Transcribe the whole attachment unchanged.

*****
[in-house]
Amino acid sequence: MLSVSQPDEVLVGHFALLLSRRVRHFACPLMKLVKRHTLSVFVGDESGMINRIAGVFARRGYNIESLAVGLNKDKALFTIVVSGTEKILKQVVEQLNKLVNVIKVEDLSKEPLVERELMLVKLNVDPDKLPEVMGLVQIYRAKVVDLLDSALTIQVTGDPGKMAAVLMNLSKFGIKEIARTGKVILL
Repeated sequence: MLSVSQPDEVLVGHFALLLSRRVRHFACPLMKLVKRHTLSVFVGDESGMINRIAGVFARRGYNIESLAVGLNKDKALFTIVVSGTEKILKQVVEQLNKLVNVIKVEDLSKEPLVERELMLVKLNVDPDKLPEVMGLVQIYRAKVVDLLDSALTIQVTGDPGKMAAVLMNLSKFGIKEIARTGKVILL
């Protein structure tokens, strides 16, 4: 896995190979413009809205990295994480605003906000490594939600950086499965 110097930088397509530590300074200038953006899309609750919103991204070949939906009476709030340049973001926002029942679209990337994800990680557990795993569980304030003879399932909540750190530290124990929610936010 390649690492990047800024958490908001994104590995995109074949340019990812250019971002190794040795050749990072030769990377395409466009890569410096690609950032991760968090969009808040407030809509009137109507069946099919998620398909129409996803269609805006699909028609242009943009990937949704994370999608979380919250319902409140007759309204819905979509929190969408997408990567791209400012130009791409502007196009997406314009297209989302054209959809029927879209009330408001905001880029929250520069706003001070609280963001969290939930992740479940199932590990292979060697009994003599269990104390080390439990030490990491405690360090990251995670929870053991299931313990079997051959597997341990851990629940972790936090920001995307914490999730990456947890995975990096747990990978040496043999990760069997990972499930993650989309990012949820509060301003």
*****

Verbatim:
[in-house]
Amino acid sequence: MLSVSQPDEVLVGHFALLLSRRVRHFACPLMKLVKRHTLSVFVGDESGMINRIAGVFARRGYNIESLAVGLNKDKALFTIVVSGTEKILKQVVEQLNKLVNVIKVEDLSKEPLVERELMLVKLNVDPDKLPEVMGLVQIYRAKVVDLLDSALTIQVTGDPGKMAAVLMNLSKFGIKEIARTGKVILL
Repeated sequence: MLSVSQPDEVLVGHFALLLSRRVRHFACPLMKLVKRHTLSVFVGDESGMINRIAGVFARRGYNIESLAVGLNKDKALFTIVVSGTEKILKQVVEQLNKLVNVIKVEDLSKEPLVERELMLVKLNVDPDKLPEVMGLVQIYRAKVVDLLDSALTIQVTGDPGKMAAVLMNLSKFGIKEIARTGKVILL
């Protein structure tokens, strides 16, 4: 896995190979413009809205990295994480605003906000490594939600950086499965 110097930088397509530590300074200038953006899309609750919103991204070949939906009476709030340049973001926002029942679209990337994800990680557990795993569980304030003879399932909540750190530290124990929610936010 390649690492990047800024958490908001994104590995995109074949340019990812250019971002190794040795050749990072030769990377395409466009890569410096690609950032991760968090969009808040407030809509009137109507069946099919998620398909129409996803269609805006699909028609242009943009990937949704994370999608979380919250319902409140007759309204819905979509929190969408997408990567791209400012130009791409502007196009997406314009297209989302054209959809029927879209009330408001905001880029929250520069706003001070609280963001969290939930992740479940199932590990292979060697009994003599269990104390080390439990030490990491405690360090990251995670929870053991299931313990079997051959597997341990851990629940972790936090920001995307914490999730990456947890995975990096747990990978040496043999990760069997990972499930993650989309990012949820509060301003």